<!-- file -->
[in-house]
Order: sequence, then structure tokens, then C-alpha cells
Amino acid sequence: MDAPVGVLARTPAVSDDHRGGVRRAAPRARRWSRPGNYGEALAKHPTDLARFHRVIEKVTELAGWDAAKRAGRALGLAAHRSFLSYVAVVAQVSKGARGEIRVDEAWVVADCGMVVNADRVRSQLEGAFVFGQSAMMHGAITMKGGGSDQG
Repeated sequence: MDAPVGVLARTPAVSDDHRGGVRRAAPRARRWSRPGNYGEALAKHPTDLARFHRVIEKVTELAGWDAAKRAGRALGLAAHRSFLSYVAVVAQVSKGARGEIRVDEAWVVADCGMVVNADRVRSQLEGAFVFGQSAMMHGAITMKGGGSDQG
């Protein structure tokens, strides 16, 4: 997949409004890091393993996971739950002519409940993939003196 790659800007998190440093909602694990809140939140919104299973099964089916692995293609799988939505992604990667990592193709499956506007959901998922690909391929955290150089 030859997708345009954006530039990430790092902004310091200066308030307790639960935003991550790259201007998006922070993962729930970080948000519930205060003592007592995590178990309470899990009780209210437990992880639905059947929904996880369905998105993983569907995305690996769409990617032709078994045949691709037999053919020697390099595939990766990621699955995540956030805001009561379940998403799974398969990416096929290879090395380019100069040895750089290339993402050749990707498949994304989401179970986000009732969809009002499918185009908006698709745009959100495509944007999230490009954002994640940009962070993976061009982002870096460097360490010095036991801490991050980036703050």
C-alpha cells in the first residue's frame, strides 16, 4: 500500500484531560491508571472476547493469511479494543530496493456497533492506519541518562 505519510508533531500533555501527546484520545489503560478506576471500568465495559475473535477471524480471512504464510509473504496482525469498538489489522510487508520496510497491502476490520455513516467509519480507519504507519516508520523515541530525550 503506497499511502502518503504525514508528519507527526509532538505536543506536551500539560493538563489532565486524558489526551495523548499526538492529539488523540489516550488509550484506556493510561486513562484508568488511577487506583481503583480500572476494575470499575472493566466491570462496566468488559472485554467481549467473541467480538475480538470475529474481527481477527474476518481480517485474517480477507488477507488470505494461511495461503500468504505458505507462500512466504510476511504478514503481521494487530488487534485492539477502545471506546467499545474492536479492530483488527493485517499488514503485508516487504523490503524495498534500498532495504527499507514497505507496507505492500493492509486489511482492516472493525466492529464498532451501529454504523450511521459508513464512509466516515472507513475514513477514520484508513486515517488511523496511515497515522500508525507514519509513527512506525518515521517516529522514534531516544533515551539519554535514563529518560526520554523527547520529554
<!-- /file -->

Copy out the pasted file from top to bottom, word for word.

[in-house]
Order: sequence, then structure tokens, then C-alpha cells
Amino acid sequence: MDAPVGVLARTPAVSDDHRGGVRRAAPRARRWSRPGNYGEALAKHPTDLARFHRVIEKVTELAGWDAAKRAGRALGLAAHRSFLSYVAVVAQVSKGARGEIRVDEAWVVADCGMVVNADRVRSQLEGAFVFGQSAMMHGAITMKGGGSDQG
Repeated sequence: MDAPVGVLARTPAVSDDHRGGVRRAAPRARRWSRPGNYGEALAKHPTDLARFHRVIEKVTELAGWDAAKRAGRALGLAAHRSFLSYVAVVAQVSKGARGEIRVDEAWVVADCGMVVNADRVRSQLEGAFVFGQSAMMHGAITMKGGGSDQG
């Protein structure tokens, strides 16, 4: 997949409004890091393993996971739950002519409940993939003196 790659800007998190440093909602694990809140939140919104299973099964089916692995293609799988939505992604990667990592193709499956506007959901998922690909391929955290150089 030859997708345009954006530039990430790092902004310091200066308030307790639960935003991550790259201007998006922070993962729930970080948000519930205060003592007592995590178990309470899990009780209210437990992880639905059947929904996880369905998105993983569907995305690996769409990617032709078994045949691709037999053919020697390099595939990766990621699955995540956030805001009561379940998403799974398969990416096929290879090395380019100069040895750089290339993402050749990707498949994304989401179970986000009732969809009002499918185009908006698709745009959100495509944007999230490009954002994640940009962070993976061009982002870096460097360490010095036991801490991050980036703050």
C-alpha cells in the first residue's frame, strides 16, 4: 500500500484531560491508571472476547493469511479494543530496493456497533492506519541518562 505519510508533531500533555501527546484520545489503560478506576471500568465495559475473535477471524480471512504464510509473504496482525469498538489489522510487508520496510497491502476490520455513516467509519480507519504507519516508520523515541530525550 503506497499511502502518503504525514508528519507527526509532538505536543506536551500539560493538563489532565486524558489526551495523548499526538492529539488523540489516550488509550484506556493510561486513562484508568488511577487506583481503583480500572476494575470499575472493566466491570462496566468488559472485554467481549467473541467480538475480538470475529474481527481477527474476518481480517485474517480477507488477507488470505494461511495461503500468504505458505507462500512466504510476511504478514503481521494487530488487534485492539477502545471506546467499545474492536479492530483488527493485517499488514503485508516487504523490503524495498534500498532495504527499507514497505507496507505492500493492509486489511482492516472493525466492529464498532451501529454504523450511521459508513464512509466516515472507513475514513477514520484508513486515517488511523496511515497515522500508525507514519509513527512506525518515521517516529522514534531516544533515551539519554535514563529518560526520554523527547520529554